Please note: Quite an amazing feat that in this time is that the College has had NO COVID cases on campus since the beginning of 2021. If the rest of the outside world could be like us this terrible time would be on the wane for sure. Although people are spread out on a large campus and it may seem lonesome, they are getting to have a great and safe education and in a community in which they are happy to belong. (And happy to return from Co-op.)
I had many great conversations on my sojourn today, and before I knew it the day was about done! I was amazed by everyone’s positivity. I almost had to pinch myself!
My day started by driving through the fields between Dayton and YSOH. At intervals, September is a most perfect time in YS. The humidity is down and sometimes even way down. The sky is deep blue with puffy clouds. There are signs that soon there will be much more yellow in Yellow Springs. The first hint is that the fields of soybeans turn into a bright yellow carpet (which they were today) and some trees are beginning to turn as some nights creep down into the fifties. Summer may try to return but in a fortnight or so the sun will be on the other side of the planet!
Upon leaving the Credit Union in downtown YS and heading to the parking lot by the market I bumped into Michael Casselli ’87 and congratulated him on his tenure. I said, “I hope to see you later.” He said, “I will be in classes all afternoon! I did manage to go to a Community Gathering in 113 McGregor where there was a hybrid set-up (in person and online) to interview a candidate for Vice President of Student Affairs, or as many of us remember in simpler times, Dean of Students. Same grueling work, just a fancier title.
After watching the meeting with the candidate I talked with several students outside in the horseshoe, then walked around some and thought I would finish the day by passing through the OK Library. I bumped into The Record team, saw Scott Sanders checking out the latest copy of The Record (another will come out soon). Emily Samborsky (the new librarian) and Scott told me about a faculty member who was in the naughty zone by having too many late books; that makes computer systems freak out. But, faculty holding onto books for years was nothing new to me because I often would hound faculty like Louis Filler, Peter Townsend, Hassan Rahmanian, or Jean Gregorek. All great academics! What would one do without those scoundrels? A little love and some gentle nagging work wonders, some of the time!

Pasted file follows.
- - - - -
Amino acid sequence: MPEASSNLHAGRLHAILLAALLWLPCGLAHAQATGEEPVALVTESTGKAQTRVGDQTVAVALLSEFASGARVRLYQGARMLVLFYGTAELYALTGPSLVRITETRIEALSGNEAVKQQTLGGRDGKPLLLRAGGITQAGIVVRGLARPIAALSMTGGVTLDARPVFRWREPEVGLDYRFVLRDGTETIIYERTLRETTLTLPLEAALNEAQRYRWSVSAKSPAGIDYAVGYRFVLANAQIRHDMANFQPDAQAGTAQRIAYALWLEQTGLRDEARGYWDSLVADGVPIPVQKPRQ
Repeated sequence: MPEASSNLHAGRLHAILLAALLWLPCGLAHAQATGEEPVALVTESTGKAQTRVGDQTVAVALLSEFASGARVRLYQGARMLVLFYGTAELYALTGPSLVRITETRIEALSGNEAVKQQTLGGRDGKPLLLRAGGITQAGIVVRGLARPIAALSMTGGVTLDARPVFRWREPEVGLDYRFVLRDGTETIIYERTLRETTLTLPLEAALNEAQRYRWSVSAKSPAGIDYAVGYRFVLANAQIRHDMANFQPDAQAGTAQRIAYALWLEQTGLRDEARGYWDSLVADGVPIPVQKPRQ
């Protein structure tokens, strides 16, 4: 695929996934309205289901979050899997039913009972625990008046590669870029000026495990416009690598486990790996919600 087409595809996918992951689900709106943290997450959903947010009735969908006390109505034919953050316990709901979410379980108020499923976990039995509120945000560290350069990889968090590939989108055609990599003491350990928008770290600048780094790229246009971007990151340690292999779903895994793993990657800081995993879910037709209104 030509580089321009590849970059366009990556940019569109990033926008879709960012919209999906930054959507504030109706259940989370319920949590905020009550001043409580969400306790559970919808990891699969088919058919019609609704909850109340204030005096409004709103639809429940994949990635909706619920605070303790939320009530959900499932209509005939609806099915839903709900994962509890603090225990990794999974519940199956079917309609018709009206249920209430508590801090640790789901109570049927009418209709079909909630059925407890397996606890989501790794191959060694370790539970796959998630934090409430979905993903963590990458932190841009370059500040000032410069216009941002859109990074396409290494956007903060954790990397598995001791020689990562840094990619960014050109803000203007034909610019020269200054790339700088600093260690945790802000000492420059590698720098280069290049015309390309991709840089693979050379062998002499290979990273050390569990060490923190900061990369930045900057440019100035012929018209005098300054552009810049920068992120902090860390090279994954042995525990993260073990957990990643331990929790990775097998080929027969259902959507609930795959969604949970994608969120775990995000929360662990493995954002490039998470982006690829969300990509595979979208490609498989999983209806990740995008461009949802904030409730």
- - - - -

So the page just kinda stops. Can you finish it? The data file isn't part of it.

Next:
Soon, before we all know it, September will have slipped by and it will be the start of ANTIOCHTOBER! An October Reunion and other events, mostly virtual. However, at this point, it does look like the Volunteer Work Project will be coming in-person for the first week of October. Their presence will be a great birthday present to the College as October 5th is the date of Founder’s Day, or the equivalent of an institutional Birthday. Events will rev up throughout October and the second half of ANTIOCHTOBER will rock out with a Virtual Div Dance (and perhaps a virtual Camelot Bike race?). There are some positive aspects to a virtual reunion in the Zoomiverse. Decade receptions last year were deep and meaningful without all the hub-bubbery of a loud crowd. Be sure to put the rake down, tape your football games, and join like-minded left-leaning company in many of the ANTIOCHOBER events.
And by next July we all hope the world will be more like the Antioch College Campus…. No COVID cases and sometimes NO FOOTBALL….and the hopes next summer for an in person gathering.
Stay in touch! Much love to all.
Photos by Steven Duffy ’77
“A Buffalo Grazing” is a regular feature by alum Steven Duffy ’77, known to many as the Buffalo or simply Duffy.